CPR OpenAir 1340 & Radio 1190 Local Shakedown Presents

Chimney Choir, Princess Music, Two-Tone Wolf Pack

Chella Negro, Sawmill Joe, Caribou Mountain Collective

at The Oriental Theater

February 8, 2013 8:00 pm - 11:55 pm
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Time: 8:00pm     Day: Friday     Doors: 7:00pm     Ages: 16+ Ages     Price: $7
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Showtimes

10:40 pm
Chella Negro & the Charm
10:00 pm
Chimney Choir
9:15 pm
Sawmill Joe
8:30 pm
Two Tone Wolf Pack
8:00 pm
Caribou Mountain Collective
11:30 am
Princess Music
Chella Negro & the Charm

Originally from La Crosse, Wisconsin, folk singer-songwriter, Chella Negro, relocated to Colorado in August of 2000. Though spending the majority of the past decade living in Denver has certainly informed her songs with a spirit that can only be lifted from the ubiquitous concrete and glass of the city, the soul of a life spent growing up in a midwestern town remains the heartbeat of the music. The seemingly mutually exclusive elements of country heart and urban savvy fuse seamlessly into a collection of songs that is at once unique and comfortingly familiar. Reflected in her singing simultaneously are the pain of heartbreak, the joy and wonder of life, and the wisdom gained from experiencing both. Chella faithfully carries the torch of singer-songwriter folk music past and current. The addition of Dave Pinto on Pedal Steel, Melanie Karnopp on Drums and Joey Coloroso on Bass fill out the instrumentation and bring a decidedly Americana sound to the songs.

Chimney Choir

Chimney Choir's new album, (compass), is music played on banjo, fiddle, guitar, and piano and sung in three part harmony. It is layered with electronic drones, field recordings, and conversational rhythms played on junk percussion. The songs were born on the road - it was sketched out, improvised, jammed, performed, scrapped, and reinvented over months of touring in the US, Germany, Holland, and Belgium. They were hashed out around campfires in between gigs, sung in the van during long stretches of driving, and tested in front of a new audience every night.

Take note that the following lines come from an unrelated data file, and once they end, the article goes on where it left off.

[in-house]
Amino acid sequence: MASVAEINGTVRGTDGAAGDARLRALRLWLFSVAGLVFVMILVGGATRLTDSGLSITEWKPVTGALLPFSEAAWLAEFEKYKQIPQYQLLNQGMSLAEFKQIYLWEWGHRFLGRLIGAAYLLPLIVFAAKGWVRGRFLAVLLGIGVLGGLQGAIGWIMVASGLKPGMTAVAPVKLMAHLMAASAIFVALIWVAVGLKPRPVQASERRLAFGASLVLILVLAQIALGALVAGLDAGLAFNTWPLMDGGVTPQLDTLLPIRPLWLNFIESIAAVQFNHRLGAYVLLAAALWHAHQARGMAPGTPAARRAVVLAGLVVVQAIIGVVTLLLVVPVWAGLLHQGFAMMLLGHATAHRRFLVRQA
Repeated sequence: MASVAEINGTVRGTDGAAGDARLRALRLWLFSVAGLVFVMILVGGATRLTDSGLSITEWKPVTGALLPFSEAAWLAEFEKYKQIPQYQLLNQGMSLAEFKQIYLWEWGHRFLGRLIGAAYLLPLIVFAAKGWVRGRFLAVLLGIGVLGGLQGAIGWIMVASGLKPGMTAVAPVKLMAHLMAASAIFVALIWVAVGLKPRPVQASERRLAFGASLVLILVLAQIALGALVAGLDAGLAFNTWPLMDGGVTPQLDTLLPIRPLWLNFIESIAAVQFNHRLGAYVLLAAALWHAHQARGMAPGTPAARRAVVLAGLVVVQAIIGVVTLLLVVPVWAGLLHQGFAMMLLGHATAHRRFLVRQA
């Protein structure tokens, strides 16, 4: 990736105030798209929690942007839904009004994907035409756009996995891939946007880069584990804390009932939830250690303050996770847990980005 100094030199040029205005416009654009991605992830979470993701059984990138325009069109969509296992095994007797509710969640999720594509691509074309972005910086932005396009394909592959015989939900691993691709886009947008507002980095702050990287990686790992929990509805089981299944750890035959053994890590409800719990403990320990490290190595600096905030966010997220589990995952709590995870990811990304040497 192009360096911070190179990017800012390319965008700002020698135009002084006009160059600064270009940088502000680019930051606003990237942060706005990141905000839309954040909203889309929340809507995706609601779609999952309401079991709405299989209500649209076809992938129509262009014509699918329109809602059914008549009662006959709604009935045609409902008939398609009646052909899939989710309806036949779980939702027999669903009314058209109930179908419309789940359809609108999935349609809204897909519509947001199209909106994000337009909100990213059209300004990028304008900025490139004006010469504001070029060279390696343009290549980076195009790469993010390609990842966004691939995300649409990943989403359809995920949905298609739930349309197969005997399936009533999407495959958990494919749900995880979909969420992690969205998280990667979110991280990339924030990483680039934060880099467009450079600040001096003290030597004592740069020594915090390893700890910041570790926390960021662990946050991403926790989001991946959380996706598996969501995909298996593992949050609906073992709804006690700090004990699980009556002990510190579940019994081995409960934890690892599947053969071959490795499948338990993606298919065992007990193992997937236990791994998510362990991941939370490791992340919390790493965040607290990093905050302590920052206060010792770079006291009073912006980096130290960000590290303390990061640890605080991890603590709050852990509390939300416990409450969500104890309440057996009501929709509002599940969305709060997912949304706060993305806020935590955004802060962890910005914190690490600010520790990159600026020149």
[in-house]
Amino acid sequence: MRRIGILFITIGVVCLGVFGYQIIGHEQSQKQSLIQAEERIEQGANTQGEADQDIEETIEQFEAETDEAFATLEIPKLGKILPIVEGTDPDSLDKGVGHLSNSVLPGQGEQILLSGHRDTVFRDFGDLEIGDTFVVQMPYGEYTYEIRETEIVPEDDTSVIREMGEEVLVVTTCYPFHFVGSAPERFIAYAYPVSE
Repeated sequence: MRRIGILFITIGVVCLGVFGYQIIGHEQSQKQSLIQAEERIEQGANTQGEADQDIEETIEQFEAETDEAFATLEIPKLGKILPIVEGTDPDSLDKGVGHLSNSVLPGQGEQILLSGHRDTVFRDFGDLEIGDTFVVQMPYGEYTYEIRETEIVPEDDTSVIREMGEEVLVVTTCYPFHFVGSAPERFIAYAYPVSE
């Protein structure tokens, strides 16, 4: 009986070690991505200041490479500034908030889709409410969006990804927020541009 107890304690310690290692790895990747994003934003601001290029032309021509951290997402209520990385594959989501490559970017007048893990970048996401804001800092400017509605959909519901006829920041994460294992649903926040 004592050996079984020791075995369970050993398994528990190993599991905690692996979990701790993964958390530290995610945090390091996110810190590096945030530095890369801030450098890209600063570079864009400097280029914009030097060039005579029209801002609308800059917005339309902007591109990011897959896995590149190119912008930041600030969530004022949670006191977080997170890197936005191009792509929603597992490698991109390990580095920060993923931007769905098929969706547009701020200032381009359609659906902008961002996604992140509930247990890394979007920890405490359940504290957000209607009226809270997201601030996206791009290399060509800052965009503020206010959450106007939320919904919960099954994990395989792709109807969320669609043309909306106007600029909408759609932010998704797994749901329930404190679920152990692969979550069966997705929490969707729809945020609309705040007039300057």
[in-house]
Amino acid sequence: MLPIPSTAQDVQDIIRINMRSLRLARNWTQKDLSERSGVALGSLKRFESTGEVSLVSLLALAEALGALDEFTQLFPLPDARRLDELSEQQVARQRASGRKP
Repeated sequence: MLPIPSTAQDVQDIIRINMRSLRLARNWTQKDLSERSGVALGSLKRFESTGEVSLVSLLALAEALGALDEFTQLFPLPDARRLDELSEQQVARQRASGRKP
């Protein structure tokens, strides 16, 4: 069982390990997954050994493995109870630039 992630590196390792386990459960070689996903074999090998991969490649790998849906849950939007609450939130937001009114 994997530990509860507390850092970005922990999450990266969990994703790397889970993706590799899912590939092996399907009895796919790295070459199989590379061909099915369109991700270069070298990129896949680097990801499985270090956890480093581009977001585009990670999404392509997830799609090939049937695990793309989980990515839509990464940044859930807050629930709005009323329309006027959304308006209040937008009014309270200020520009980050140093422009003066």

When the recording process started, the band wanted to capture a unique sonic character. The drums were tracked in an historic 1920's theater, they sang in a makeshift vocal booth in an urban carriage house, and retreated to the mountains for the finishing touches. They incorporated field recordings from Belgian train stations, Kris picked back up her childhood fiddle, and a new dimension was layered with the bass of Tom Plassmeyer. Their vision of bringing together acoustic and electronic sounds was developed while mixing with co-producer Jeremy Averitt (Princess Music, Clouds and Mountains.

(compass) was released over four months in a series of semi-theatrical performances at Leon Gallery in Denver, CO. Each monthly performance investigated a cardinal direction in hope to 'find the compass.' The performances were inspired by minimalist Fringe theater, where production was suggested or even imaginary. The shows experimented with sound collage, storytelling, puppetry, dance, and ritual. They lit candles, burned incense, and painted their faces. "We're establishing dreamlike environments where the audience can't really tell the show from reality after a certain point." Rynhart said of the performances. The final episode took place on June 23rd with the full release of (compass). The album was 'found' during a mock game show within a show at an antique warehouse near Denver's Valverde neighborhood, built on an old farm site that was once known for producing the world's best celery.

Comparisons have been as far flung as Harry Nilson, The Fleet Foxes, Sufjan Stevens, Incredible String Band, Kurt Weill, and David Bowie. The band is currently working on a multi-media performance art show centered around the discovery of an inter-dimensional communication device. There are also plans to release an acoustic folk album and rumors of a collaboration with Wonderbound, the experimental ballet company based in Denver. One thing is for certain - Chimney Choir squints into the future because it is so bright.

"Denver-based Chimney Choir is more than just a group of talented multi-instrumentalists looking to evoke an old-timey sound. They are an artistic oddity; a unique homemade collage of sound. Yes, they have the usual roots laced deep in the soil of Americana and folk, though, the character of their melodic folk sound hinges largely on a skillful balancing of freaky vocal interplay with computer synths, traditional acoustics and kitchen sink percussion. Original, catchy and ripe with a strangely warm and welcoming aesthetic"

- Flagstaff LIVE (March, 2013)

Kevin Larkin - mandolin, samples, percussion, harmonica, accordion, synth, vocals